DETROIT — Some Ford Motor Co. salaried employees won't be returning to the office until at least 2021.
It's the second time that Ford has pushed back plans to bring back workers who have been operating remotely since mid-March because of the coronavirus pandemic. The automaker on Wednesday said it will survey about 1,000 employees in Canada and 30,000 U.S. employees to gauge whether they want to return to their office, remain at home or try a hybrid approach during the final four months of the year.
Ford also plans to survey its global virtual work force, giving employees who have returned to offices in other regions the option to change their preference.
While the offer formally extends until the end of the year, a spokesman said Ford will use the survey results to shape its work policy for 2021.
"As we make plans to bring back the remote workforce, many team members favored these new ways to work and found them empowering, flexible and cost effective," Ford said in a statement. "This has inspired us to expand the optionality for this work arrangement beyond September, allowing employees to share their preference — remote, on site or a hybrid approach — in a survey that will be issued globally to the virtual workforce."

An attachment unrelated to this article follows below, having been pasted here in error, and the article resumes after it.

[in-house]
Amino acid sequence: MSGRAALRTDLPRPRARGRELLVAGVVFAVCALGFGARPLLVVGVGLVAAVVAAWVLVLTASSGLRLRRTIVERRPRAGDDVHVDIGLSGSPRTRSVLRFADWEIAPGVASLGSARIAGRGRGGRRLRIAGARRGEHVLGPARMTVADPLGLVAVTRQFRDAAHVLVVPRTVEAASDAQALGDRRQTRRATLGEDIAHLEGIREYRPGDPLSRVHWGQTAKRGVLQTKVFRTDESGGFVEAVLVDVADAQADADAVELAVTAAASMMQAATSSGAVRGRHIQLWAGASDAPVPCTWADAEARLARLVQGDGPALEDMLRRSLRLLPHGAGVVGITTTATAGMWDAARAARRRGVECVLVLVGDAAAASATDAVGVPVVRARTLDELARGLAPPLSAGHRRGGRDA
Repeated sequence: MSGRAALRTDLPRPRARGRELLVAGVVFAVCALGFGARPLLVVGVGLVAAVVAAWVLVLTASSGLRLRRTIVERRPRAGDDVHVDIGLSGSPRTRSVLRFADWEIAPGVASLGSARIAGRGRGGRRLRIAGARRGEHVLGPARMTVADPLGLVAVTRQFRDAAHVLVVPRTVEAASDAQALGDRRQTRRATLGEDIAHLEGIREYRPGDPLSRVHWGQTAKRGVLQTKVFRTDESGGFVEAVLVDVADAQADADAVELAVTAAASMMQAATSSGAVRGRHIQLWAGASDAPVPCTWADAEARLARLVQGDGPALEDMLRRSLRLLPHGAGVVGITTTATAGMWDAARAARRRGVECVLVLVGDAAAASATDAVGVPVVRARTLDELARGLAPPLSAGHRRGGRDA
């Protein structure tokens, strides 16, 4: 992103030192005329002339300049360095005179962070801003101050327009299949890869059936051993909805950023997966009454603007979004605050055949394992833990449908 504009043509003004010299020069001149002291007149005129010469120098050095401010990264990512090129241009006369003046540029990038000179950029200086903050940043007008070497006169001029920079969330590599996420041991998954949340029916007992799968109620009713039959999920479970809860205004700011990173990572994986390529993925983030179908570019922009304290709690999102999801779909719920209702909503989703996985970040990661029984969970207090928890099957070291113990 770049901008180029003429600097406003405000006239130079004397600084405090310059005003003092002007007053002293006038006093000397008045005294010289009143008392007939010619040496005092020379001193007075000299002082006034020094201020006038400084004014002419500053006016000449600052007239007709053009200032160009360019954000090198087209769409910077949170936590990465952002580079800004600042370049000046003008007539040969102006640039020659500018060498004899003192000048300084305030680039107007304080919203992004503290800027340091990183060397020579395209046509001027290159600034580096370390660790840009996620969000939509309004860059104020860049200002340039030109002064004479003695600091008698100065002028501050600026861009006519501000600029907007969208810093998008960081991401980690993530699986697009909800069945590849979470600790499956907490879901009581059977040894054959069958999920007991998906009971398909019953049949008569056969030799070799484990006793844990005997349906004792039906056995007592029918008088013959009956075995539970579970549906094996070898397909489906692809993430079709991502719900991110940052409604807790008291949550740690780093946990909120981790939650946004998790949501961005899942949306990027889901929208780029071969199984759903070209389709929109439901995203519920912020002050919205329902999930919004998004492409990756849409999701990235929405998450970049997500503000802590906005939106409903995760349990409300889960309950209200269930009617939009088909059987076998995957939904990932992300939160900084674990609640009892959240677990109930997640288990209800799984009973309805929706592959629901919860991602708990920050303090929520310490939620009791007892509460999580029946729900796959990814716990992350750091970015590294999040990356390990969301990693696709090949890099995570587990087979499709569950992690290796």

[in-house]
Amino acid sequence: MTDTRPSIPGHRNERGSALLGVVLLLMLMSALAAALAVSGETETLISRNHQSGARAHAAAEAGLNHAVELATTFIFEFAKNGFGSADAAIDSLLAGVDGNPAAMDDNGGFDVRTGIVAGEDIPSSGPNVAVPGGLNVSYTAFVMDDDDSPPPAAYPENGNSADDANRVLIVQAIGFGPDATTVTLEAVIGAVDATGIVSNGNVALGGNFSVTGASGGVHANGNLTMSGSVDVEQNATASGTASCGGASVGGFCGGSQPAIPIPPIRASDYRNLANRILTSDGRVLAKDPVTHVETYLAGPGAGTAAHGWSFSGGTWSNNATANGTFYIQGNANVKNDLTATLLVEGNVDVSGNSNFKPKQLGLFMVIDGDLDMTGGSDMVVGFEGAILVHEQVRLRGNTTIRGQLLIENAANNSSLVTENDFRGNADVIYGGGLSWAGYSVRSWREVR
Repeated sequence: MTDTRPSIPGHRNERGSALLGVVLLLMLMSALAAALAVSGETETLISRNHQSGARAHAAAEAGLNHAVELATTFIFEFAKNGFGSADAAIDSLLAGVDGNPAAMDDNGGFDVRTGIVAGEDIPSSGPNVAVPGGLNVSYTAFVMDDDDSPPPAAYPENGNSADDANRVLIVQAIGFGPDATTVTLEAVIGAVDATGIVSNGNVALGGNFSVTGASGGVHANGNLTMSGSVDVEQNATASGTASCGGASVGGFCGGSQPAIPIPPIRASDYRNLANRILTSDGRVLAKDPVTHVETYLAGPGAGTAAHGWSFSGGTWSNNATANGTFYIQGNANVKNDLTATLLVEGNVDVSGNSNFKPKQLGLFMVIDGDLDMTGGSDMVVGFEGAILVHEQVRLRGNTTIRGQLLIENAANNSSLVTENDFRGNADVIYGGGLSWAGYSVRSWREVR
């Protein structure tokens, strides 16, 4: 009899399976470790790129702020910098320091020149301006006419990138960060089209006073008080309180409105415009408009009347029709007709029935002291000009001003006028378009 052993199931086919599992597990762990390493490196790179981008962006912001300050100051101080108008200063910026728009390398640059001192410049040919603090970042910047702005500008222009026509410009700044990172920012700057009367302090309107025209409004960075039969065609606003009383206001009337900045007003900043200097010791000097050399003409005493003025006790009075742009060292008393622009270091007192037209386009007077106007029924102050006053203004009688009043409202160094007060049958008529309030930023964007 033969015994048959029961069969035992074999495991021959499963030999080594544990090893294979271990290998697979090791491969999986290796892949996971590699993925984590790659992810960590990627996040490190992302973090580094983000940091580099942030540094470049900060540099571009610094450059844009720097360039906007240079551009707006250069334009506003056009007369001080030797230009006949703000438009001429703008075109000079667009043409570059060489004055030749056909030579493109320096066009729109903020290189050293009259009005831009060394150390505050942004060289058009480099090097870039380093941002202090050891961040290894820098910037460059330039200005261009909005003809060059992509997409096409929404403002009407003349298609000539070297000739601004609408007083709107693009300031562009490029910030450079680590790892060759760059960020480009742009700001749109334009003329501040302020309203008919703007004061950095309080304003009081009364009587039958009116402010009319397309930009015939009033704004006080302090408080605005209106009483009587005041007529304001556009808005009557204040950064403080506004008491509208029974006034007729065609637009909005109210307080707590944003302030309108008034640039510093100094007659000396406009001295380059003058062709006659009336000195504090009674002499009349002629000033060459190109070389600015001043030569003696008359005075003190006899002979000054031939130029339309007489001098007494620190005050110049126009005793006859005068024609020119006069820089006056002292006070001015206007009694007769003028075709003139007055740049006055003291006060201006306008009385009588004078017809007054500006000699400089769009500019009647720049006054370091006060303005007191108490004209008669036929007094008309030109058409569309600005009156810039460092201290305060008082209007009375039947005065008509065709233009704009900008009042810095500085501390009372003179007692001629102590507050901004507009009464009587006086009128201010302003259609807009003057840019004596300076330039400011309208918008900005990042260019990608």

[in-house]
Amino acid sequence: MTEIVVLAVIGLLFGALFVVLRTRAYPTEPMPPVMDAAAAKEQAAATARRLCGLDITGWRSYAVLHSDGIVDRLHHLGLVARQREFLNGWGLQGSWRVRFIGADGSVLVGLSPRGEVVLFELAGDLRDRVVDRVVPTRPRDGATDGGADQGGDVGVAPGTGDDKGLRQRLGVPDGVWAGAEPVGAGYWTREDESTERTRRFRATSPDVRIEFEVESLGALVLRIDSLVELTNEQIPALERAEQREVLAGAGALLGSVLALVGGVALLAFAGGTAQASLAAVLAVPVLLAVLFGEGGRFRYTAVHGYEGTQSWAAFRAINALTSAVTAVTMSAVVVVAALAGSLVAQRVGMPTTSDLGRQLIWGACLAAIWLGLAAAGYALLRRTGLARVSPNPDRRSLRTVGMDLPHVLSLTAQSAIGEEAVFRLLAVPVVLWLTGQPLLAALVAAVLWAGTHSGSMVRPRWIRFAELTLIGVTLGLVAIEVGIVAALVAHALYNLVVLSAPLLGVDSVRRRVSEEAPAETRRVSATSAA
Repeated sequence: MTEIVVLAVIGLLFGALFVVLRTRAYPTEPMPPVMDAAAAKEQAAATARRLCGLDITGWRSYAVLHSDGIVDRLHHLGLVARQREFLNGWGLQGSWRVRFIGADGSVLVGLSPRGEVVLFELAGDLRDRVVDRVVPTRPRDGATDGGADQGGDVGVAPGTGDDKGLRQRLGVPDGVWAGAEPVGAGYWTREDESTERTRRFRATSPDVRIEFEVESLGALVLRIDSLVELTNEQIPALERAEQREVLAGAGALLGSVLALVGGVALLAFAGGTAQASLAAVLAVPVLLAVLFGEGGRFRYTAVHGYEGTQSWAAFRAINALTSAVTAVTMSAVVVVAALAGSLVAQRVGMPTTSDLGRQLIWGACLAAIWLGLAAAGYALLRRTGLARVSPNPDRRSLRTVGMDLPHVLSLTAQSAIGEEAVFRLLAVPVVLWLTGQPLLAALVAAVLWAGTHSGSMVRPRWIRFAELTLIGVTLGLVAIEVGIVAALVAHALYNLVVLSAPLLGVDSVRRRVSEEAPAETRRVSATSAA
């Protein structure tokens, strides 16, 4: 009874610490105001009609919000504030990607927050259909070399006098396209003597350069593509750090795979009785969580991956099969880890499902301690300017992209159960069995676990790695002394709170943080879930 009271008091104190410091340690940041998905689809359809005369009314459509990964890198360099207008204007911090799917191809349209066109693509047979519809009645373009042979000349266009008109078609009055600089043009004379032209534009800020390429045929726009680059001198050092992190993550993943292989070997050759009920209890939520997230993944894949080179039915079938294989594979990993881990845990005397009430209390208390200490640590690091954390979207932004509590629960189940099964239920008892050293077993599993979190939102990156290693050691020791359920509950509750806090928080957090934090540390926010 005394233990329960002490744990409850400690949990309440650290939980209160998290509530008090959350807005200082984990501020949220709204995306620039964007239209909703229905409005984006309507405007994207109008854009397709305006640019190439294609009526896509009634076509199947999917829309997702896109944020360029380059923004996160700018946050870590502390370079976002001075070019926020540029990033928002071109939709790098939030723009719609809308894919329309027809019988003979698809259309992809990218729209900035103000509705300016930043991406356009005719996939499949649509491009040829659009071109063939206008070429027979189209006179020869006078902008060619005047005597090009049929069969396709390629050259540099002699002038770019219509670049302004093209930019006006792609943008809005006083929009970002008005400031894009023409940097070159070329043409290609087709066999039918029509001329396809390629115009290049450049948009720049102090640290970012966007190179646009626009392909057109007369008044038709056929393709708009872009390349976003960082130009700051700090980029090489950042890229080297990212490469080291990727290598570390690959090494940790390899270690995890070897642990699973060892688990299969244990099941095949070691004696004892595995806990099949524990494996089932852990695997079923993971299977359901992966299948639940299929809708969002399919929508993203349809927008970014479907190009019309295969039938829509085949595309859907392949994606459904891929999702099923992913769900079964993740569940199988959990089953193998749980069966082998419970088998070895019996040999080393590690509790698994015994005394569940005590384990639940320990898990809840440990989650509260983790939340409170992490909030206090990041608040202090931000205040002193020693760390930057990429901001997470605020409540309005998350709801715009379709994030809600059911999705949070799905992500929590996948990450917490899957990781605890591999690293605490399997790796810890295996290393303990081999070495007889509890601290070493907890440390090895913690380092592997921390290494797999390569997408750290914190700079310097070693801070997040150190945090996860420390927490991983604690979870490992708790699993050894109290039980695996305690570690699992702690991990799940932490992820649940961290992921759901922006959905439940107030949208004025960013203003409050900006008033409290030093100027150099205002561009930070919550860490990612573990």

Ford originally aimed to get most workers back to their offices by early July but recently changed the target to September. The company now says waiting until at least the start of 2021 would allow it to obtain adequate supplies of personal protective equipment and make additional changes to its facilities for proper social distancing.
Last month, Ford resumed production at its North American manufacturing facilities. At the same time, it recalled about 12,000 nonmanufacturing employees whose jobs required them to be on site. Ford says more than 100,000 workers globally have returned to the workplace since May.